Monday was one of THOSE days. A day you'd rather just forget about and file away in the "no good, very bad, horrible, awful" category. The kids were naughty. All. The. Day. Long. I think we'd already had approximately five time outs by the time we left the house to go grocery shopping mid-morning. Maddie was testing me all day, hearing consequences and then barreling right through, questioning whether I had the gumption to follow through.
Sam was just plain squirrelly and a total pest to his sister. The two of them went at it, fighting and screaming and tattling and hurting each other.
By the time dinner rolled around, I was exhausted, spent, and completely done. A few friends joined us for dinner and my spirits lifted despite the chaos that continued around us throughout the dinner hour and into the evening.
Maddie had been warned repeatedly that if she couldn't get a handle on her attitude that she would not be able to stay at the beginning of small group. After her Daddy gave her one last, stern warning, she looked right at us before testing again. We sent her to her room, sobbing, screaming, wailing uncontrollably (an extrovert's worst consequence ever: to miss out!) This went on for many, many minutes as our friends gathered downstairs.
I went up eventually, held her in my arms, talked through the significance of her actions and the importance of honoring her parents. We discussed our total inability to obey apart from God's divine intervention in our lives and the power of his Spirit in us. Though there is always grace and forgiveness and complete love, there are also consequences for our choices. I explained that she was not going to be able to stay for the beginning of our group but she could come down to say goodnight to everyone. She eventually stopped sniffing and together we greeted our guests.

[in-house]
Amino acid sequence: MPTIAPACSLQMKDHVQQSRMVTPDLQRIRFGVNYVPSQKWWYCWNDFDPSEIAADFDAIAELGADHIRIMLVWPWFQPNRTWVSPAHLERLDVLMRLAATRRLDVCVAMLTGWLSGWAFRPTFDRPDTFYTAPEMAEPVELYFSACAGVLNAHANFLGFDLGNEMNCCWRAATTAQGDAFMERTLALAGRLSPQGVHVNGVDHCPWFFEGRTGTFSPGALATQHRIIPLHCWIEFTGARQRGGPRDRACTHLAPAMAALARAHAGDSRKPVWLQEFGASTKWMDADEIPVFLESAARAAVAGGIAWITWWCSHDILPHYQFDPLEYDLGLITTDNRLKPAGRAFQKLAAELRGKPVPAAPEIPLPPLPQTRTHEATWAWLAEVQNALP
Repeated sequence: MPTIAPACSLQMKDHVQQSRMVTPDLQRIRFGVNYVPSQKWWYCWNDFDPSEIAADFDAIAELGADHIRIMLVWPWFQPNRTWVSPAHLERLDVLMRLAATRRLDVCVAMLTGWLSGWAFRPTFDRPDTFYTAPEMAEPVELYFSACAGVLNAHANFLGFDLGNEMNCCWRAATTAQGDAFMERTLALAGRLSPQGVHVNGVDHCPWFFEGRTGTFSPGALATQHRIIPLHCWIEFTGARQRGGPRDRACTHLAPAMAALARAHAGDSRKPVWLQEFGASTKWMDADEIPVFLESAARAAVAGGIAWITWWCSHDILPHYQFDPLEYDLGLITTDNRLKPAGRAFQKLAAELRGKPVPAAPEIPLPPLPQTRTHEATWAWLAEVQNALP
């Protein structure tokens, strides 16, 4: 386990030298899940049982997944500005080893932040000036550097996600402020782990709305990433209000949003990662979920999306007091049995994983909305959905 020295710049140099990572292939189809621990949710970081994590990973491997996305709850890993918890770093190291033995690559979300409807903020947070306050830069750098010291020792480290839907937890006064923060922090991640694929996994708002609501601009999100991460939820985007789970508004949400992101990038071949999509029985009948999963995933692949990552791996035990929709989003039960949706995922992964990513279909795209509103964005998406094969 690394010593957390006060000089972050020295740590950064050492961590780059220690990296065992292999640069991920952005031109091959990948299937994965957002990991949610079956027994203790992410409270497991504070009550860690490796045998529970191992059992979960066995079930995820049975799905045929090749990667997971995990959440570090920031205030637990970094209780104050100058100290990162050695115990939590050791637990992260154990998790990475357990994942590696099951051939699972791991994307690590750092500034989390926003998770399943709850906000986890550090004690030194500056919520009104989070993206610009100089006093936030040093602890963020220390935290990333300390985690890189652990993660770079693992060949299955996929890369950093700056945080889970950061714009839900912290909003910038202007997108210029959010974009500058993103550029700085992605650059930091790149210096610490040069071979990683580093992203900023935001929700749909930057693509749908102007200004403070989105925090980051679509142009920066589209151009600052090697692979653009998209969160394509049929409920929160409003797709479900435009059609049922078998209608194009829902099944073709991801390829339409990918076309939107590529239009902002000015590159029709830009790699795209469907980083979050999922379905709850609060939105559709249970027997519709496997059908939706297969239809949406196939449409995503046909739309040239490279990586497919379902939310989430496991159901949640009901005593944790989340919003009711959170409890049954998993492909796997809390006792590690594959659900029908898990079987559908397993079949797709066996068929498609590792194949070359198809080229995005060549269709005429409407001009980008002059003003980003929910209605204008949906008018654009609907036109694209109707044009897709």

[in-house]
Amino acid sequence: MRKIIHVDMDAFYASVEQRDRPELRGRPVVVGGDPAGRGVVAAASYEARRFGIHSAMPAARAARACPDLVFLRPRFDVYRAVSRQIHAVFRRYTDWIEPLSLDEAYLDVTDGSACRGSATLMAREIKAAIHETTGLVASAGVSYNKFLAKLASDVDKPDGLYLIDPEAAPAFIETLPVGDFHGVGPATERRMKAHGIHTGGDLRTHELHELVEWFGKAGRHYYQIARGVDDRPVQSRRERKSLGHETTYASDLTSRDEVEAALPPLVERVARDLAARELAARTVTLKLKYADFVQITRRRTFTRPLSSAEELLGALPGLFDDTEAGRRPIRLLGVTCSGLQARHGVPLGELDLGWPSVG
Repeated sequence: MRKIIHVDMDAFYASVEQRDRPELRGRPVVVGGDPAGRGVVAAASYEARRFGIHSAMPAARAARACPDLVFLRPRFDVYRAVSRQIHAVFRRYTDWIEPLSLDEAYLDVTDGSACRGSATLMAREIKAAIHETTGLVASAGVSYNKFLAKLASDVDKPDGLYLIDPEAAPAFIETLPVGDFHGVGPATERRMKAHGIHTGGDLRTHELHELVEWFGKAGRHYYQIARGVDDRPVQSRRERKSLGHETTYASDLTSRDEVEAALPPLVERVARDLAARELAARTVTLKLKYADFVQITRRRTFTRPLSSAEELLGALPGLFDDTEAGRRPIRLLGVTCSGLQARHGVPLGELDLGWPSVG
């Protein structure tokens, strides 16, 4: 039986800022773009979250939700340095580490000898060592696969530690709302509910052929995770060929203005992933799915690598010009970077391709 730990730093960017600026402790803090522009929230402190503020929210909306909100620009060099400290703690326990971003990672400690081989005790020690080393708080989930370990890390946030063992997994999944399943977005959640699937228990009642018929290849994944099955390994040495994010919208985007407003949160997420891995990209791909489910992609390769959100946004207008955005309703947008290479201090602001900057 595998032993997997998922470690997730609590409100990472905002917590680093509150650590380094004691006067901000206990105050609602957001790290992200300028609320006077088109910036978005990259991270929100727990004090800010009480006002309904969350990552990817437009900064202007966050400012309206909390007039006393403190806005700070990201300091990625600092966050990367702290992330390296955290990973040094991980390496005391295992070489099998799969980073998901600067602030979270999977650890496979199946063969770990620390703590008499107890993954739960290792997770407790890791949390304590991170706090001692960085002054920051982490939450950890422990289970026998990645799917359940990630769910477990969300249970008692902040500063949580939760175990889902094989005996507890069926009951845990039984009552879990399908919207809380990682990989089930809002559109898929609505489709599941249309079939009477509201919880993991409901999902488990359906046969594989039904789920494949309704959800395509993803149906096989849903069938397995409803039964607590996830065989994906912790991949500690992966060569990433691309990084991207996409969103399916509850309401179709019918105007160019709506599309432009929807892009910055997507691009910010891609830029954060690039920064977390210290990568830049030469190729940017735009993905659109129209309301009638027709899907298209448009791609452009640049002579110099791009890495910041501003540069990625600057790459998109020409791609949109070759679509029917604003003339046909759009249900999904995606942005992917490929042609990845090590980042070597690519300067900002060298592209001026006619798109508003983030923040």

Then Verne and Melody showed up with presents. Big ones. Sleeping bags. (Maddie's been asking for a sleeping bag for a month now but I just hadn't found quite the right thing). I wish I had recorded her face, her voice, her demeanor. It's as if her whole body lit up with joy. "This is the best present EVER!!!" she exclaimed as she ran around, carrying her cozy gift with her.
Sam jumped right in, too, and on his face was the smile that melts this Mama's grief all away. Pure, dripping joy.
I turned to Verne and told him, "You have no idea how much we needed this. How much I needed this. Thank you." And he gave me a big Verne hug.
As we whisked them off to bed (missing the party, upholding the consequence), they snuggled down in their new sleeping bags, smiling and giddy and joy-filled. I reminded them of God's grace. In our most undeserving, sinful, rebellious state, he came at Christmas. Not to destroy us, but to give us life abundant. Those gifts, the sleeping bags, were a reminder that God's love covers all our sins like a big, cozy, warm blanket. At the end of the day, we can just snuggle up in grace, in the very presence of God himself, because of what Christ has done.
It's such good news.